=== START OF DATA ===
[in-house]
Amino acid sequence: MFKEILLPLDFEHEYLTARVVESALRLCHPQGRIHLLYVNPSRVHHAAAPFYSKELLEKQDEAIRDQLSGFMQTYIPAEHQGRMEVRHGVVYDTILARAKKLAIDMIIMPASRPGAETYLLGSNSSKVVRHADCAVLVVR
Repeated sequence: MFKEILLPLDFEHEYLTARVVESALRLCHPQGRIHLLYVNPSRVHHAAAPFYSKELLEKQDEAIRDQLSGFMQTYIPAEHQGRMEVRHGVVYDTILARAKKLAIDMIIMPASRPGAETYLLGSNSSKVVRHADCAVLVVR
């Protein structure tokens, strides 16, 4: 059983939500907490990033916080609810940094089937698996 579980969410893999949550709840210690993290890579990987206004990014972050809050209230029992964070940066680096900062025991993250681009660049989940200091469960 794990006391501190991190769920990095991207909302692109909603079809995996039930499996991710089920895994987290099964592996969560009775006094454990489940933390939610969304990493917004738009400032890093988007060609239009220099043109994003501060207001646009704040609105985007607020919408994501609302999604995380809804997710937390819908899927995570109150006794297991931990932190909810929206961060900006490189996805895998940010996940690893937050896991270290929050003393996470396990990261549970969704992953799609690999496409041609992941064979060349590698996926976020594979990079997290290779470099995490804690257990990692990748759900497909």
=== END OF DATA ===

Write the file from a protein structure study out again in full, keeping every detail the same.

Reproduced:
[in-house]
Amino acid sequence: MFKEILLPLDFEHEYLTARVVESALRLCHPQGRIHLLYVNPSRVHHAAAPFYSKELLEKQDEAIRDQLSGFMQTYIPAEHQGRMEVRHGVVYDTILARAKKLAIDMIIMPASRPGAETYLLGSNSSKVVRHADCAVLVVR
Repeated sequence: MFKEILLPLDFEHEYLTARVVESALRLCHPQGRIHLLYVNPSRVHHAAAPFYSKELLEKQDEAIRDQLSGFMQTYIPAEHQGRMEVRHGVVYDTILARAKKLAIDMIIMPASRPGAETYLLGSNSSKVVRHADCAVLVVR
């Protein structure tokens, strides 16, 4: 059983939500907490990033916080609810940094089937698996 579980969410893999949550709840210690993290890579990987206004990014972050809050209230029992964070940066680096900062025991993250681009660049989940200091469960 794990006391501190991190769920990095991207909302692109909603079809995996039930499996991710089920895994987290099964592996969560009775006094454990489940933390939610969304990493917004738009400032890093988007060609239009220099043109994003501060207001646009704040609105985007607020919408994501609302999604995380809804997710937390819908899927995570109150006794297991931990932190909810929206961060900006490189996805895998940010996940690893937050896991270290929050003393996470396990990261549970969704992953799609690999496409041609992941064979060349590698996926976020594979990079997290290779470099995490804690257990990692990748759900497909």